Native Plant Symposium at the Procter Center


Staff report



The Procter Center will host a Native Plant Symposium from 10 a.m. to 3 p.m. on Saturday, April 28.

The cost is $20 and will include coffee, snacks and lunch.

The keynote speaker will be Doug Tallamy who is a professor in the Department of Entomology and Wildlife Ecology at the University of Delaware, where he has authored 89 research publications and has taught Insect Taxonomy, Behavioral Ecology, Humans and Nature, Insect Ecology, and other courses for 36 years. Chief among his research goals is to better understand the many ways insects interact with plants and how such interactions determine the diversity of animal communities. His book “Bringing Nature Home: How Native Plants Sustain Wildlife in Our Gardens” was published by Timber Press in 2007 and was awarded the 2008 Silver Medal by the Garden Writers’ Association. “The Living Landscape,” co-authored with Rick Darke, was published in 2014.

Tallamy is also a regular columnist for garden Design magazine. He is a Lifetime Honorary Director of Wild Ones and has won the Garden Club of America Margaret Douglas Medal for Conservation, the Tom Dodd Jr. Award of Excellence, and the 2018 AHS 2018 B.Y. Morrison Communication Award.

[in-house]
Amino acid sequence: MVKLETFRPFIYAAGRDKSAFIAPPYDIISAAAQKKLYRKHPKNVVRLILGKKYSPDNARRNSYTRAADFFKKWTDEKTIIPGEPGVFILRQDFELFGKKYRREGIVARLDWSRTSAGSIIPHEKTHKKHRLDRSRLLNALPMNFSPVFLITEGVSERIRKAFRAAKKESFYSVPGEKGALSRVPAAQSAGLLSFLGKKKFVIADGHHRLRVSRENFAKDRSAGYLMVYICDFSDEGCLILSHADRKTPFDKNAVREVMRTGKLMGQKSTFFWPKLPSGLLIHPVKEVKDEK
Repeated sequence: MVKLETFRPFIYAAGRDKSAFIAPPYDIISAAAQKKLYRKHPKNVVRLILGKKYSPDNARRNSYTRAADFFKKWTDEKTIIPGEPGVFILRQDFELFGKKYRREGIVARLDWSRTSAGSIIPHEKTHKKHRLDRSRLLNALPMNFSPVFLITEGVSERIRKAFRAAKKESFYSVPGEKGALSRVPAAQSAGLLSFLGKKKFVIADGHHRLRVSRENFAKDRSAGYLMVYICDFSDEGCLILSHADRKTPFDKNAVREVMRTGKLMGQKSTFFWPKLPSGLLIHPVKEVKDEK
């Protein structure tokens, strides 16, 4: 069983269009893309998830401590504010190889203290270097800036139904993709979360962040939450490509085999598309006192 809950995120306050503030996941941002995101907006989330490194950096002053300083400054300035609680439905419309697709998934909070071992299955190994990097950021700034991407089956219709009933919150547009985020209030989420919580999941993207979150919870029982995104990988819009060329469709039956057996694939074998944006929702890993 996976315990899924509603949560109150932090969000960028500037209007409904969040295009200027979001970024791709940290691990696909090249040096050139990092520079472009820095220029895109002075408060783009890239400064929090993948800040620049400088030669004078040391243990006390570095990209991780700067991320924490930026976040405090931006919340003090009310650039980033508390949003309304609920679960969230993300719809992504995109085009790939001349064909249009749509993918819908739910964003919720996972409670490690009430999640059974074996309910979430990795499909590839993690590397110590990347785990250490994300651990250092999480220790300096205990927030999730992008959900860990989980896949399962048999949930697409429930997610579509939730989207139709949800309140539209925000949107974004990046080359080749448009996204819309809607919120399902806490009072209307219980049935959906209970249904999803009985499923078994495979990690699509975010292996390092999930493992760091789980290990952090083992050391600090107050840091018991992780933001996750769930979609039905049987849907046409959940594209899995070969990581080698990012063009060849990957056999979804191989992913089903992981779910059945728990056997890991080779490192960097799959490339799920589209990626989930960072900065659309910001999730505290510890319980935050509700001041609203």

“If you have not heard Doug speak, you are in for a real treat. You will be compelled to plant native plants in your yard once you hear from Doug,” said Amy Boyd, Director of the Procter Center.

Other speakers will include Marci Linginger who coordinates the Ohio Pollinator Initiative through ODOT. She will have a packet of information, seeds and a hands on activity for the participants. Julia Cummings from Madison County Soil and Water will be on hand with native plant plugs for sale and information on how agricultural land can be a benefit to pollinators by using the buffer zones between fields to plan native plants. Michael Goldman will be here from the Grange Insurance Audubon Center to share with us Audubon’s Plant for Birds data base and how to attract birds to your yard using native plants.

The symposium is made possible through a Creation Care Grant from the Episcopal Church awarded to the Procter Center and a collaboration grant awarded to Columbus Audubon to support the symposium.

The Procter Camp and Conference Center is part of the Episcopal Diocese of Southern Ohio. The facility consists of 1,200 acres and a conference center, cottages and a working organic farm where vegetables for the dining hall are grown and also sold at local farmer’s markets. Each summer children from around Ohio come to camp in the peaceful rural farm land of Madison County. Camp is open to all children and families. Camperships are available for those in need.

Registrar for the symposium online at www.proctercenter.org. For more information contact Amy Boyd, Executive Director, Procter Center at 614-425-2892 or email aboyd@proctercenter.org.

Staff report

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